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Methods for Valuing Changes in Ecological Services

Revealed Preference

  • (Hedonic) Property Value

    • uses changes in private property values to estimate an implicit price for changes in ecological services

    • relies on “natural experiments”

  • Travel-Cost Method

    • observes recreators’ observed pattern of trips among available sites

    • accounts for observed variations in site characteristics, including ecological services


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Methods for Valuing Changes in Ecological Services

Stated Preference

  • Contingent Valuation

    • involves direct survey of individuals to elicit their “willingness to pay” for different levels of services

  • Stated Choice

    • Involves survey in which respondents are asked to express preferences among attributes that include specific ecological services (e.g., fish catch; protecting an endangered species)

    • Strength: respondents think in terms of tradeoffs

    • Researchers can identify equivalent tradeoffs by analyzing series of responses


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Challenges in Translating Ecological Value to Economic Value

  • Conditions ideal when:

    • possible to describe or predict the ecological change accurately,

    • nature of ecological good/service that is lost/gained is understood, and

    • importance of the change can be quantified (e.g., monetized) or ranked

  • These ideal conditions seldom are met.

  • Three major challenges:

    • uncertainty

    • irreversibility and cumulative effects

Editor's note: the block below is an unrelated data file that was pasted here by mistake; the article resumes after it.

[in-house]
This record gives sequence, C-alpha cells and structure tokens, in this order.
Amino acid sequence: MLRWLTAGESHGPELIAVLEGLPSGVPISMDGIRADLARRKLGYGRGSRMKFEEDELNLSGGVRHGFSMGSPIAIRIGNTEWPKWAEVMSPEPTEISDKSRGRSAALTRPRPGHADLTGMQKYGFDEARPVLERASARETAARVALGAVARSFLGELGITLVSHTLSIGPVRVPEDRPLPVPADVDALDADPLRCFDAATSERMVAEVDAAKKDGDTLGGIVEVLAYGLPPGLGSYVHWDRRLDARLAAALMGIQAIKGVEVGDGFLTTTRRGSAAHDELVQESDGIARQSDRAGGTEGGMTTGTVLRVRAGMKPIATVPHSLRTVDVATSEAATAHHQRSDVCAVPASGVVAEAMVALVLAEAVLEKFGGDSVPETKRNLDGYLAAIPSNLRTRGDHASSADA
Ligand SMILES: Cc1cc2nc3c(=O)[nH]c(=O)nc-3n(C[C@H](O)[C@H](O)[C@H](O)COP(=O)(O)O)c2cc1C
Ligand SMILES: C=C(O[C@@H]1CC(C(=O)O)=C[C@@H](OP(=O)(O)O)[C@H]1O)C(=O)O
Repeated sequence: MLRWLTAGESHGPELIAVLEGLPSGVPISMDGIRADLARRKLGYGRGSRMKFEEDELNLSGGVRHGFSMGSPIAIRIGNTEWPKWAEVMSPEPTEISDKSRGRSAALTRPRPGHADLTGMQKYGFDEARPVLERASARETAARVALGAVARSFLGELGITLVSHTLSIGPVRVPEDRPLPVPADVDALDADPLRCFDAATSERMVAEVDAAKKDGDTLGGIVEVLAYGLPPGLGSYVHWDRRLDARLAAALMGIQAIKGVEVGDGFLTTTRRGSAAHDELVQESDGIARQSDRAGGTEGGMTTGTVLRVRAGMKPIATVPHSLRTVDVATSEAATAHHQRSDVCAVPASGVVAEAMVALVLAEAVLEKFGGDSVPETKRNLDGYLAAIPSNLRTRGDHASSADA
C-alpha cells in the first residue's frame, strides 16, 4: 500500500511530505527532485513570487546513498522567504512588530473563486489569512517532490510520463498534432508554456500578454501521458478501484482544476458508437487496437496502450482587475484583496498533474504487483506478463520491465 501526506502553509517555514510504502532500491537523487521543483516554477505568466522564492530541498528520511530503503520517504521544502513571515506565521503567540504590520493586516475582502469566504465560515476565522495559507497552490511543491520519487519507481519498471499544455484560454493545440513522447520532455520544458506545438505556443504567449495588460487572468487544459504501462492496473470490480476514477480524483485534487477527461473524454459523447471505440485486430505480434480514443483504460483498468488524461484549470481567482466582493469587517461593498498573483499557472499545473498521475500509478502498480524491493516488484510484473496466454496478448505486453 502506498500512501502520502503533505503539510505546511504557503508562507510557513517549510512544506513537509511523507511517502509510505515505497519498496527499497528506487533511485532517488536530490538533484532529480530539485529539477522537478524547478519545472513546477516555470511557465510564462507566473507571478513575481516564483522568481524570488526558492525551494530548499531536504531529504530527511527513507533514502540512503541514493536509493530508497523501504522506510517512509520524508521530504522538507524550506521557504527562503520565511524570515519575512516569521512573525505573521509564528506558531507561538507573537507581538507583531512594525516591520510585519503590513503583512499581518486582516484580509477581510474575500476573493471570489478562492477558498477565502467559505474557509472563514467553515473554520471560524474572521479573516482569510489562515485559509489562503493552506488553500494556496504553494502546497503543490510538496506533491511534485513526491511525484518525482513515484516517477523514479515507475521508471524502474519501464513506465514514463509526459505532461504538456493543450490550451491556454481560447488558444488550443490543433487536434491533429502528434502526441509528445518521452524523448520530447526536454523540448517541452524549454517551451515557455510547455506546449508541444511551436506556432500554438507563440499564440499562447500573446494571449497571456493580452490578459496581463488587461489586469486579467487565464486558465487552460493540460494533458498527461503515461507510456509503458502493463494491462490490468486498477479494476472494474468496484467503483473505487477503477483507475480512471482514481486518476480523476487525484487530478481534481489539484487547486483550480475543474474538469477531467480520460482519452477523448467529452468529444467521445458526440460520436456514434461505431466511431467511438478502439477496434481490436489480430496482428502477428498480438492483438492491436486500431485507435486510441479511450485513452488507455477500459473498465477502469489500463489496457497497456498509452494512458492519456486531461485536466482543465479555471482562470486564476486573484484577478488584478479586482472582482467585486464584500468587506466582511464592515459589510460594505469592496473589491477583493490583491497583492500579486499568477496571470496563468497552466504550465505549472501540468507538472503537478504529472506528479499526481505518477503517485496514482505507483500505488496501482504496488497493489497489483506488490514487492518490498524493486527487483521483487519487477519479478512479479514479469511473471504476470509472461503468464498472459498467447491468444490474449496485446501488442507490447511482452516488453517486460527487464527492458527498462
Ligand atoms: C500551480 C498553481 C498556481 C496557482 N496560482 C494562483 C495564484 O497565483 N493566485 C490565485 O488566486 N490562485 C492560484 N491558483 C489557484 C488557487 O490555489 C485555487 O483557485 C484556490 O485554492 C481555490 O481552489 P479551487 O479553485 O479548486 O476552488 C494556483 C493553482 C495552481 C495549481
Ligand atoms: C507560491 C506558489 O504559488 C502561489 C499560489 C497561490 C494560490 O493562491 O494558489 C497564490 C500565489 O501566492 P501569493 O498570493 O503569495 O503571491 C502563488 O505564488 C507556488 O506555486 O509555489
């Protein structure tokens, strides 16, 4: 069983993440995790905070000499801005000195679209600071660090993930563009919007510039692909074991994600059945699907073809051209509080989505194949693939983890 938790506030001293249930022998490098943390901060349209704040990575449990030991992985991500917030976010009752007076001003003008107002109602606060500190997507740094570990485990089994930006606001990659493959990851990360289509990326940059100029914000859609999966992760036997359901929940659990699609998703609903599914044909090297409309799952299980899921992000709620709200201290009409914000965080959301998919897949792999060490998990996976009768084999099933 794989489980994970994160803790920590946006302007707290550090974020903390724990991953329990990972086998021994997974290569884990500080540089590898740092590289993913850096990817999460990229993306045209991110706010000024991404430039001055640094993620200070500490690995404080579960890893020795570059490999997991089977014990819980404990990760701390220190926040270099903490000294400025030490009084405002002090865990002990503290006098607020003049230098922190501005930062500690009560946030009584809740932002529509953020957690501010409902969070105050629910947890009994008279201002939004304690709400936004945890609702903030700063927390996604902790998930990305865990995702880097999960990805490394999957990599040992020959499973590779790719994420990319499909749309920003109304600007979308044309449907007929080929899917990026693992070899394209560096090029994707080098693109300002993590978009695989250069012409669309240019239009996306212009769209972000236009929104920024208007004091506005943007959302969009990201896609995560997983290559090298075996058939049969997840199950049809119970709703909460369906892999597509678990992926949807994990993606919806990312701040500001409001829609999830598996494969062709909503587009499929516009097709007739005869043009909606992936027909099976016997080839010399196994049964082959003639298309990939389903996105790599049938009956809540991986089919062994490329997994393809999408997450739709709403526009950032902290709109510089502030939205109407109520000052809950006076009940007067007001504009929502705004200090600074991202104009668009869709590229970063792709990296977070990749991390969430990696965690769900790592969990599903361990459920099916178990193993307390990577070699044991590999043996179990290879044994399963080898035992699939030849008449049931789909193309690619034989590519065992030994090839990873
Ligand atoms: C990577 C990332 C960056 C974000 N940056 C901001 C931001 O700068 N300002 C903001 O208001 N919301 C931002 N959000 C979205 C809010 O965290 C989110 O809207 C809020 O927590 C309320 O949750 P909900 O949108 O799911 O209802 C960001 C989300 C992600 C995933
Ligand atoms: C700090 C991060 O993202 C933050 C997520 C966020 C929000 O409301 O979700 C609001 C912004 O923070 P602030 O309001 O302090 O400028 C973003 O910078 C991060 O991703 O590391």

• issues of fairness (e.g., intergenerational equity, discounting, and environmental justice)


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Economic Valuation: A Sample Application

Valuing Economic Lossesto Recreational Fishingdue to Climate Change


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Sample Application

“Ecological Impacts from Climate Change: An Economic Analysis of Freshwater Recreational Fishing”(EPA, April 1995)


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Sample Application: The Problem

  • Climate change poses risks to opportunities for

  • recreational fishing

  • Warmer water temperatures affect the range and

  • availability of different fish species

  • Recreational fishing is highly valued in the U.S.

  • and contributes substantially to the national economy


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Sample Application: Methods

  • Climate scenarios were chosen to provide plausible

  • range of outcomes

  • A thermal model predicted changes in fish habitat


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Sample Application: Methods (cont.)

  • An economic model predicted changes in angler behavior

    • National fishing model (Vaughan and Russell,

      1982)

    • Projected changes in total days spent on

      recreational fishing

      • By guild of fish (under baseline and climate-changed

      • conditions)

      • As a function of changes in fishable acreage for cold, cool,

      • warm, and rough guilds of fish species


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Sample Application: Valuation

Estimates of the value of fishing days for certain types of freshwater fishing were derived from 71 studies [travel cost models]

(Walsh, Johnson, and McKean, 1992)


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Sample Application: Results

Estimated economic impacts for recreational fishing range from damages of $320 (US) million per year to benefits of $81 (US) million per year (1993 dollars)


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Concluding Thought

“... benefit-cost analysis does not dictate choices; nor does it replace the ultimate authority and responsibility of decision makers. Rather, one should regard economic valuation and cost-benefit analysis as experiments testing the robustness of a project to alternative assumptions concerning the magnitude of costs and benefits, and the various social demands with respect to the return on invested capital.”

- Alex Dubgaard (2003)